“DON’T THINK YOU KNOW” (CD)
Bob Stewart: lead vocals, guitar
Elliot “El” Abrams: lead guitar
John Borchard: pedal steel & lap steel guitar
Terry Douds: electric bass
Bryan Gibson: drums
Zeke Hutchison: mandolin
John “Sugar Boy” Ortman: harmonica
Friedrich “Fripoh” Pohl: cello
Susan Quińones & Jeff Smith: backup vocals
Chris Weibel: organ
Produced, engineered and mixed by Chris Weibel, Media Design House, Guysville, Ohio.
I’d like to thank Penny for her tender and inspiring (“Don’t Think You Know”) love and her unwavering support for this project; my musically gifted children, Bodie, Molly & Ben; Elliot Abrams, Greg Bikowski & John Ortman, the other members of the Bob Stewart Band; Susan Quińones, Jeff Smith, Friedrich Pohl, Bryan Gibson, Terry Douds, John Borchard and Zeke Hutchison, for lending their musical talents to this effort; Chris Weibel, for his commitment to this project and the countless hours he spent with (and without) me in his Guysville, Ohio studio; Stacy Puzo, for being brave enough to share precious words with me; my parents, Maxine & Bob Stewart; the members of the imPRessions team from Ohio University’s E.W. Scripps School of Journalism, led by Maggie Brown; Claudia and Bruce Strong, for making the CD easy on the eyes; all of the folks who encouraged me as I embarked on this musical adventure, especially Michael Bugeja, Marge Shelton, Bernhard Debatin, Beverly Shelton, Ruth Latham, Chris & Angie Pyle; countless good people in Athens, Ohio and Leipzig, Germany who listened as these songs evolved through live performances—first at open mics and then at honest-to-goodness shows.
|“Bob Stewart’s new solo album, ‘Don’t Think You Know,’ is a composed amalgamation of folk, soft rock and ballad. The album is simultaneously charming and subtle with its understated melodies and rich instrumentation.
In addition to cameos from Athens band mates Elliot Abrams (guitar), John Ortman (harmonica), Jeff Smith (backup vocals) and Susan Quińones (backup vocals), Stewart has employed the talents of various outside instrumentalists. Pedal/lap steel player John Borchard and mandolin player Zeke Hutchinson provide new textures and sweeping harmonies to the proven folksy mix....
Stewart himself has stated that an older crowd has always appreciated his music and that students have a tendency to compare his music to the style their parents enjoy. While James Taylor, Jackson Browne and John Prine are rarely heard pumping from subwoofers on campus, assuming this music to be too quiet or lackluster for Generation Y would be an underestimation. After all, for every Linkin Park or Lostprophets fan there’s a Ben Folds, Guster or Kenny Chesney appreciator with “The Graduate” soundtrack in their CD deck.
Songs like ‘Fare Thee Well’ and ‘Summer Song’ embrace the gentle aesthetic of the album, highlighting Stewart’s colorful arpeggios and voice. Stewart’s voice is pristine and subdued throughout most of the album, which is appropriate for his relaxed style....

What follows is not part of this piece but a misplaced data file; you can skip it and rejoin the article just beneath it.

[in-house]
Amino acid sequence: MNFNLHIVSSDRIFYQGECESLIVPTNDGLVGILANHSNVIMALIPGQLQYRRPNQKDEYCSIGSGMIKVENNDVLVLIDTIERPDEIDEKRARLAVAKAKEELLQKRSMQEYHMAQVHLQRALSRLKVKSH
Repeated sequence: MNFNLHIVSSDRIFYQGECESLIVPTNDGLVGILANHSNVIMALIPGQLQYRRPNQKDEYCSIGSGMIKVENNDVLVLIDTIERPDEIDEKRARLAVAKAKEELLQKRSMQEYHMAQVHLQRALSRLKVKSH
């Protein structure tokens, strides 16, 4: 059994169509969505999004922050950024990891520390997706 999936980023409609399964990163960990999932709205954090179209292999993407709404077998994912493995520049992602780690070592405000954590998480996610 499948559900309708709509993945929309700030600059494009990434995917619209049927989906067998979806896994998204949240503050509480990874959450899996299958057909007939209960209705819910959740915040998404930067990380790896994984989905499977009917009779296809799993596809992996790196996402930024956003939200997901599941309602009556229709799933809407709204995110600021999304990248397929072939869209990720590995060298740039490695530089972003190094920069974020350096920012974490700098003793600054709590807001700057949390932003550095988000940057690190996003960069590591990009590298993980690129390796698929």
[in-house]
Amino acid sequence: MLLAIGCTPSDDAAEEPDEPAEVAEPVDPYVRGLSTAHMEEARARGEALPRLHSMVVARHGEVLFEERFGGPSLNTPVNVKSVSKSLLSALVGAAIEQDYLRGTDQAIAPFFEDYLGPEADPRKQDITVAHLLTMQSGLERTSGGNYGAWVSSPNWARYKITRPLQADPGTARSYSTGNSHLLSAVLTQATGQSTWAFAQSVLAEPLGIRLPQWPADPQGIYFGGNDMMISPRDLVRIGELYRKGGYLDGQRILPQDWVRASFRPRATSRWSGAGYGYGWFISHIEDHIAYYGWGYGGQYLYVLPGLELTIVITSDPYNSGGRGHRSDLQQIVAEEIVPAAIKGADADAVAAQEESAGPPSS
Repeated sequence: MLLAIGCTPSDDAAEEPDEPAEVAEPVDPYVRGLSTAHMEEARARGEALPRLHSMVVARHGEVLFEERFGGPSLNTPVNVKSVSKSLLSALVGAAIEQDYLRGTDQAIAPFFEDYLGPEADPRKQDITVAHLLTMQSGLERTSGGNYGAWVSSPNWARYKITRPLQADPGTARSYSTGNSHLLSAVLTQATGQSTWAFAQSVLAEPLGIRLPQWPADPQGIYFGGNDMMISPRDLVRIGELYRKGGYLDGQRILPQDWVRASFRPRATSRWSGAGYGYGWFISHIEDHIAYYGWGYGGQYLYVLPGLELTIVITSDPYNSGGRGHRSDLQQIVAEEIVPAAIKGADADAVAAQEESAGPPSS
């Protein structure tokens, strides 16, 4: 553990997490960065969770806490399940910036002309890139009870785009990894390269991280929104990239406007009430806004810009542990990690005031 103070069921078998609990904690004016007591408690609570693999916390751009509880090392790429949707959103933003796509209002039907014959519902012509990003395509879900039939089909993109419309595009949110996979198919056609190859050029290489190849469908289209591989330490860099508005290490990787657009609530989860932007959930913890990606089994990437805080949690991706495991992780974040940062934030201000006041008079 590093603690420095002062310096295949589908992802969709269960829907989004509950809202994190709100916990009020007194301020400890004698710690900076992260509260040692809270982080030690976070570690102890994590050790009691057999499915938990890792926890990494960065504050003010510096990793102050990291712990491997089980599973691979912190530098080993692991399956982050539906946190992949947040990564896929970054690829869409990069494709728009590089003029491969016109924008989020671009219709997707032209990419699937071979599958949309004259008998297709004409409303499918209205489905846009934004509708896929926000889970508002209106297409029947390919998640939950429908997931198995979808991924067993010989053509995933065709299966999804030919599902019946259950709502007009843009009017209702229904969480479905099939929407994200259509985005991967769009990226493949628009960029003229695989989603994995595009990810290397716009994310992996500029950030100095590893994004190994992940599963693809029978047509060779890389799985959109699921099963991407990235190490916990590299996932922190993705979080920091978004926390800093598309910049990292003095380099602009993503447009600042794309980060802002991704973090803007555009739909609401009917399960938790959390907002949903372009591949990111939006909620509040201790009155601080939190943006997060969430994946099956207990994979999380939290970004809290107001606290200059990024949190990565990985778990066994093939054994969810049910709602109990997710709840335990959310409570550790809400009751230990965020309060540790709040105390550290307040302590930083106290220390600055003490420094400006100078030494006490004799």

Stewart’s ‘Don’t Think You Know’ is a surprisingly good album to come from the local music scene. It underlies competent, mature talent that provides 45 minutes of masterful folk.” [The Post, 5/27/04]
“[Stewart’s] affinity and admiration for James Taylor’s ‘Sweet Baby James’ comes across strong in the album, and while this flavor holds the record together, Stewart is not afraid to include varying genres.
The first track, titled ‘All Over Again,’ leans heavily on Taylor’s ‘Fire and Rain,’ while the next track (‘That’s Not What Dancin’s For’) carries a mandolin-heavy, virtually bossanova beat. Stewart’s instrumental abilities have unquestionably been honed and sharpened extensively.
Mid-album offerings include ‘Walkin’,’ with an extended instrumental introduction, showcasing the harmonica skills of John Ortman.
‘Penny From Heaven’ offers an instrumental piece with an impressive end melody using harmonics.
The album shows a concerted effort toward light production, with heavy emphasis on the intricacies of Stewart’s voice.
In songs like ‘Fare Thee Well,’ the production quality allows for subtle nuances to show through.
The mid-song introduction of a melancholy cello line adds depth and echoes the natural movement of Stewart’s voice.
Musically and stylistically, the album is strung together in a refreshing balance of consistency and variation.
The bulk of the album was written in 2002 and 2003, but also includes two songs from earlier in Stewart’s career.
‘Moody Blue’ was written in 1972, while ‘Shadow Boxer’ was penned in 1977.
Stewart successfully combines songs without disrupting the album flow. Gritty electric guitar and lyrical portions of ‘Moody Blue’ give away its era, but the album hangs together relatively well.
The highlight of the album comes close to the end.
‘One Last Day to Cry,’ ironically the most upbeat of the songs but with the most melancholy lyrics, surprises the listener with a dynamic flow and engaging experience, while ‘Summer Song’ deals with a touching tribute to inevitable exit.” [Athens News, 6/10/04]
“Bob Stewart’s ‘Don’t Think You Know’ is, at its most memorable points, a solid display of intricately ornate guitar work and heartfelt sentiments. Highlights include the pretty, Jim Croce-ish ‘Fare Thee Well,’ a delicate song, encased in impressive guitar and cello parts, that makes good use of Stewart’s light singing voice. Perhaps the album’s best track is the gorgeous instrumental, ‘Penny From Heaven,’ a needed showcase of Stewart’s technical prowess and knack for emotionally gripping progressions.” [Athens Insider, 6/3/04]